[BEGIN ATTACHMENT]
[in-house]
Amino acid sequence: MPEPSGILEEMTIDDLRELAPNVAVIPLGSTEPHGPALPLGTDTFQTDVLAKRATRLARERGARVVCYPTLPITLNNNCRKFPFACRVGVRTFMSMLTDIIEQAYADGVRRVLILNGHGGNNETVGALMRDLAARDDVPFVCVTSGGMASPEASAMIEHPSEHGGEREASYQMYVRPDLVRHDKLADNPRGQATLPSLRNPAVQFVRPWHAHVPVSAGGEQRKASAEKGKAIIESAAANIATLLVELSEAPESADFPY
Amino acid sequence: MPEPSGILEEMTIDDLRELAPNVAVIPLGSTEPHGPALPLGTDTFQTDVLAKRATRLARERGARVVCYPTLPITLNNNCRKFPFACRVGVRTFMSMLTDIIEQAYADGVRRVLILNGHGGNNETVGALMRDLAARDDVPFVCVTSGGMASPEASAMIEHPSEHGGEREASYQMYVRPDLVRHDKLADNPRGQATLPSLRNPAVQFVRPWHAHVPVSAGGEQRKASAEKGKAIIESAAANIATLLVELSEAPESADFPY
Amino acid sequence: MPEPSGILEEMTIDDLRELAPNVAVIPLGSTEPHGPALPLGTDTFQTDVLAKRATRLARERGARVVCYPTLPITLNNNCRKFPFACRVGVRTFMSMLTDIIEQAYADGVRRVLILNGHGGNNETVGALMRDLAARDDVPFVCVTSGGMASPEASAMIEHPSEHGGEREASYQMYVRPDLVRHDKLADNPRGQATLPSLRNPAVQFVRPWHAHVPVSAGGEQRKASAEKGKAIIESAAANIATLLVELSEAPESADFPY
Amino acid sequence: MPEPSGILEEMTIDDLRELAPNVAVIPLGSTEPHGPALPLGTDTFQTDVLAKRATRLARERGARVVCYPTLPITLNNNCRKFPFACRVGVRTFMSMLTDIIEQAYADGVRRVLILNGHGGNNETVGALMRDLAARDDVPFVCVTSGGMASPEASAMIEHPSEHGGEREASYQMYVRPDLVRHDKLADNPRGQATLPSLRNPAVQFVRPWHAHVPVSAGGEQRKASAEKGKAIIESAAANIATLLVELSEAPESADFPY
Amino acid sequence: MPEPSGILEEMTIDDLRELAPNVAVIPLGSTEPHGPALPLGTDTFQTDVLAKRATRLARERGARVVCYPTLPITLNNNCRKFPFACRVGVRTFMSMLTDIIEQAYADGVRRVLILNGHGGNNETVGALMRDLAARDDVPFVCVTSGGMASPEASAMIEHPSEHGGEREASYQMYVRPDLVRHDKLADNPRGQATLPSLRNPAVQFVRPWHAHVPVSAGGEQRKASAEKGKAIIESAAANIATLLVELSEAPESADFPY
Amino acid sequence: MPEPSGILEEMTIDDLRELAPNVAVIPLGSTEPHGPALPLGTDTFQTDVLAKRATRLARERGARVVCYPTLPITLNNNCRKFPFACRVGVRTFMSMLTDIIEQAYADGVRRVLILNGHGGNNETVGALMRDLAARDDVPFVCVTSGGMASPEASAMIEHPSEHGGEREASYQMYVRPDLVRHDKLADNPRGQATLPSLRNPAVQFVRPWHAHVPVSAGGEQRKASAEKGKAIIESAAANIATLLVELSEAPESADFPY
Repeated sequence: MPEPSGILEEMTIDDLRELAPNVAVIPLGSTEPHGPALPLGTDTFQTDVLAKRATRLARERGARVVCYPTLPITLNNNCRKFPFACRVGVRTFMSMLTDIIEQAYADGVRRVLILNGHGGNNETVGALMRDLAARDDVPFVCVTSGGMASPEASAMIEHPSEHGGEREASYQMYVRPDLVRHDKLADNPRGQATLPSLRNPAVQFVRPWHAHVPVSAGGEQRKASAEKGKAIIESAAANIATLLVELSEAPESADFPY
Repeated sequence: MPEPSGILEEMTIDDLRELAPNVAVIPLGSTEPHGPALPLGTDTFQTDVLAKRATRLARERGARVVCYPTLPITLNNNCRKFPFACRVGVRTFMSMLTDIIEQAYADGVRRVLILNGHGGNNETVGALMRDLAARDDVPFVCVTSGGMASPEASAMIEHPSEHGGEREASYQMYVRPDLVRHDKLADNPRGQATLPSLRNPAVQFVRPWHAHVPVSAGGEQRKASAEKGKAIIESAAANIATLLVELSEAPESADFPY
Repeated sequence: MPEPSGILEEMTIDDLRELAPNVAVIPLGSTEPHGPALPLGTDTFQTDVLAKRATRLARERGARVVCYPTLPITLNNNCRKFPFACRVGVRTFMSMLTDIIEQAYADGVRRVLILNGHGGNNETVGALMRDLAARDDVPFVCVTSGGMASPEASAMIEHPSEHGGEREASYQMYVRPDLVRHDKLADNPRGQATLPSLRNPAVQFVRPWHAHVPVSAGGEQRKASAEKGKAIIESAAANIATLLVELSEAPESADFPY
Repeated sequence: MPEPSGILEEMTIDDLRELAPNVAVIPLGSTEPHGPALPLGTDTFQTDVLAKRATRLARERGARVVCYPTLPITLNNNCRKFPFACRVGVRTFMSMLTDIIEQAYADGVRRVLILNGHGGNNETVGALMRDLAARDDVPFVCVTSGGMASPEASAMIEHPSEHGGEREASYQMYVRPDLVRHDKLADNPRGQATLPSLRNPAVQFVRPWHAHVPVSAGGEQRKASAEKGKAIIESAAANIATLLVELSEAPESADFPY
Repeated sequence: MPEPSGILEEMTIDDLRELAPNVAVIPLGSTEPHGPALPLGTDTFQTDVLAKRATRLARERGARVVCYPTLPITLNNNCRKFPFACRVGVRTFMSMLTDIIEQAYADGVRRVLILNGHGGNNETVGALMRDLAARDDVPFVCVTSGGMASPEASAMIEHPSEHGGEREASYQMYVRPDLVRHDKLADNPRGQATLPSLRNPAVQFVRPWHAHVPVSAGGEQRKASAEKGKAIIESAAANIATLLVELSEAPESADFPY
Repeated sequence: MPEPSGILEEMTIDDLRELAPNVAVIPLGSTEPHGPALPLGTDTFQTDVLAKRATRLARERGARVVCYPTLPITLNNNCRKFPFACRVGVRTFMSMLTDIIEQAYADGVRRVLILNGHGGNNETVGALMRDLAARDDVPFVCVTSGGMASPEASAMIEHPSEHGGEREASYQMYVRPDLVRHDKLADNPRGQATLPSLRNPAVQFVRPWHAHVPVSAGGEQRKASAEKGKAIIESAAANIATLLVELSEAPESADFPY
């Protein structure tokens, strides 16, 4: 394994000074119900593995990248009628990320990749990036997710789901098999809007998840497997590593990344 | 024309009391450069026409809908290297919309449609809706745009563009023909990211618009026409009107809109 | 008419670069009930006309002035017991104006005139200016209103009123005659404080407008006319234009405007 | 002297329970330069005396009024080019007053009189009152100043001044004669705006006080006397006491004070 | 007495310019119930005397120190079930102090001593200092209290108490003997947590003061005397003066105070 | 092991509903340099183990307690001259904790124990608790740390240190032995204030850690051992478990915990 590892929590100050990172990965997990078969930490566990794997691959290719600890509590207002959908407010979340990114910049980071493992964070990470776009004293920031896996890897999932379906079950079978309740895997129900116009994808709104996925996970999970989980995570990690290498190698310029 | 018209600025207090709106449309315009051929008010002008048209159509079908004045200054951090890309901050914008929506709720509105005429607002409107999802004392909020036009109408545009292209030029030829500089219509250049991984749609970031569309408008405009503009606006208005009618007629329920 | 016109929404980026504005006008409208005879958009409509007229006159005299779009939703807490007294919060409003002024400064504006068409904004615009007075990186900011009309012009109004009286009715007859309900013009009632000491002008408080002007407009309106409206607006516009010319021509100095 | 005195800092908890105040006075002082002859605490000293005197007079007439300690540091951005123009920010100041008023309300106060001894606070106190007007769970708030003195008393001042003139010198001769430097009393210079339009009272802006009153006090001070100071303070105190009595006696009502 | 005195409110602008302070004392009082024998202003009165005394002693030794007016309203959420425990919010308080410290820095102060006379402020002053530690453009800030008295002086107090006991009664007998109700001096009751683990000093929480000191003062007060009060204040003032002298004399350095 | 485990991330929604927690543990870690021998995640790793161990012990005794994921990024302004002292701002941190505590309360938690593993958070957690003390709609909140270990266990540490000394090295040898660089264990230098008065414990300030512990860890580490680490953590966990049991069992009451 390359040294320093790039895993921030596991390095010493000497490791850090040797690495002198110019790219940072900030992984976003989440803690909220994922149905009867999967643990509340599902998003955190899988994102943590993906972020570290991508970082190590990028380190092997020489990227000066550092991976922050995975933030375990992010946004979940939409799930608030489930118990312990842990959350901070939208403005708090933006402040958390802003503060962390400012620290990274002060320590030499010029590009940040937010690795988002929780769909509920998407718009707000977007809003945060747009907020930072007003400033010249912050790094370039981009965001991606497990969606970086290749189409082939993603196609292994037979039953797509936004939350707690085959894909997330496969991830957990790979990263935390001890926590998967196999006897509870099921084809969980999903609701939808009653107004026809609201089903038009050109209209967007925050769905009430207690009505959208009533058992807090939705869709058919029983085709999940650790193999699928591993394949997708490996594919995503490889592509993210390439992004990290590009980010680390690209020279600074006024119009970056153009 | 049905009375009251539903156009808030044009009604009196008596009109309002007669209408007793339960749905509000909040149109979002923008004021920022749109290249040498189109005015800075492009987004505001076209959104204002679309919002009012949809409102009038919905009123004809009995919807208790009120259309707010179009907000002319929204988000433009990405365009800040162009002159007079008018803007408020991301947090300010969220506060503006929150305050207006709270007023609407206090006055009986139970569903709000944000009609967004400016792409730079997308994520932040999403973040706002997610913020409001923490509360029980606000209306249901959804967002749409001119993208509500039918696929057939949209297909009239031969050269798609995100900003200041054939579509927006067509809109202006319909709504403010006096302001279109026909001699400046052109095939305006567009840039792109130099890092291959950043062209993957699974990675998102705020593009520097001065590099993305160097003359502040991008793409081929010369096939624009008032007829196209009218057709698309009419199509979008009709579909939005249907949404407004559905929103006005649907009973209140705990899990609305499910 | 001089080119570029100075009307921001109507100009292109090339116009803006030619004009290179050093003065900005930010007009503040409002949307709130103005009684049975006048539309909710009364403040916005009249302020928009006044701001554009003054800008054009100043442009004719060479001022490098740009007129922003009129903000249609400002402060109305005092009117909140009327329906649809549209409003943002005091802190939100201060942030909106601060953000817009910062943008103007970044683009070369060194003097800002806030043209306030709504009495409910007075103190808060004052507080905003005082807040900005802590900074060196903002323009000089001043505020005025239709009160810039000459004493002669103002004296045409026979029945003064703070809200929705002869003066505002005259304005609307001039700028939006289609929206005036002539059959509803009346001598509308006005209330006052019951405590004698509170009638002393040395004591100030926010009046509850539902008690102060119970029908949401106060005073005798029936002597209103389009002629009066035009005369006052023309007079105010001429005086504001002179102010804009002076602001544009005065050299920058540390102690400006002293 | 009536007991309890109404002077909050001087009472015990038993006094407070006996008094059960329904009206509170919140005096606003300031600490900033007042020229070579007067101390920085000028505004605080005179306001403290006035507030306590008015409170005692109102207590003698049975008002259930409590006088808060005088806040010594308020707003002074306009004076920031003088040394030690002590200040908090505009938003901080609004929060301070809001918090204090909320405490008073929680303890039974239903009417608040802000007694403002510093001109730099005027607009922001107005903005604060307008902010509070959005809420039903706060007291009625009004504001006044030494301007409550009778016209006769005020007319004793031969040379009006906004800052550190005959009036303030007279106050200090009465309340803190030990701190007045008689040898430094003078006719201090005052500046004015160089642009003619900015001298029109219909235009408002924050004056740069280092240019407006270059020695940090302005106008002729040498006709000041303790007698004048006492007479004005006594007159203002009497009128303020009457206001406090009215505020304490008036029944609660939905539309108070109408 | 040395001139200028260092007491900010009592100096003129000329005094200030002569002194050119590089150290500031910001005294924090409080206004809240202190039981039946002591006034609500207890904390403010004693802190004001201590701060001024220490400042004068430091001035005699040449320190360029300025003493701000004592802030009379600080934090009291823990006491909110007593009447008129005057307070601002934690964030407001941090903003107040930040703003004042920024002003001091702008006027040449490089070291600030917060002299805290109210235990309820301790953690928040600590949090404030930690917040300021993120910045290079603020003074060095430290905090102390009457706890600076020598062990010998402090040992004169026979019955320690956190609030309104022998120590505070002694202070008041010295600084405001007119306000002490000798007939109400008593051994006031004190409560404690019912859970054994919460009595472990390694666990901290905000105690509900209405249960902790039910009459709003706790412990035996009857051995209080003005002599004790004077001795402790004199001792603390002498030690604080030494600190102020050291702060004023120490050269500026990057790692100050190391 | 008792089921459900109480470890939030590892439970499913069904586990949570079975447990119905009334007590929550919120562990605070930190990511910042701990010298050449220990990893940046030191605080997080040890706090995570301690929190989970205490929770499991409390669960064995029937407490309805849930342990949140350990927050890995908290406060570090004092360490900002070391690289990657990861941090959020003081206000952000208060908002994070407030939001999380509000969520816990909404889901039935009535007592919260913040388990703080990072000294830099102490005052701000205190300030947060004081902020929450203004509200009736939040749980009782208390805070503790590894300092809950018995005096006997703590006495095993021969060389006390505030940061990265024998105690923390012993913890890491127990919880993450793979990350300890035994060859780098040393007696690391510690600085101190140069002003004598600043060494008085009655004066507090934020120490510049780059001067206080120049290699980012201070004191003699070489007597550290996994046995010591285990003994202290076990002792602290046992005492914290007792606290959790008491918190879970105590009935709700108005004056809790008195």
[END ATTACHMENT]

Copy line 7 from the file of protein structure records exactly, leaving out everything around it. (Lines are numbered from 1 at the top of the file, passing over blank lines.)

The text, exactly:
Amino acid sequence: MPEPSGILEEMTIDDLRELAPNVAVIPLGSTEPHGPALPLGTDTFQTDVLAKRATRLARERGARVVCYPTLPITLNNNCRKFPFACRVGVRTFMSMLTDIIEQAYADGVRRVLILNGHGGNNETVGALMRDLAARDDVPFVCVTSGGMASPEASAMIEHPSEHGGEREASYQMYVRPDLVRHDKLADNPRGQATLPSLRNPAVQFVRPWHAHVPVSAGGEQRKASAEKGKAIIESAAANIATLLVELSEAPESADFPY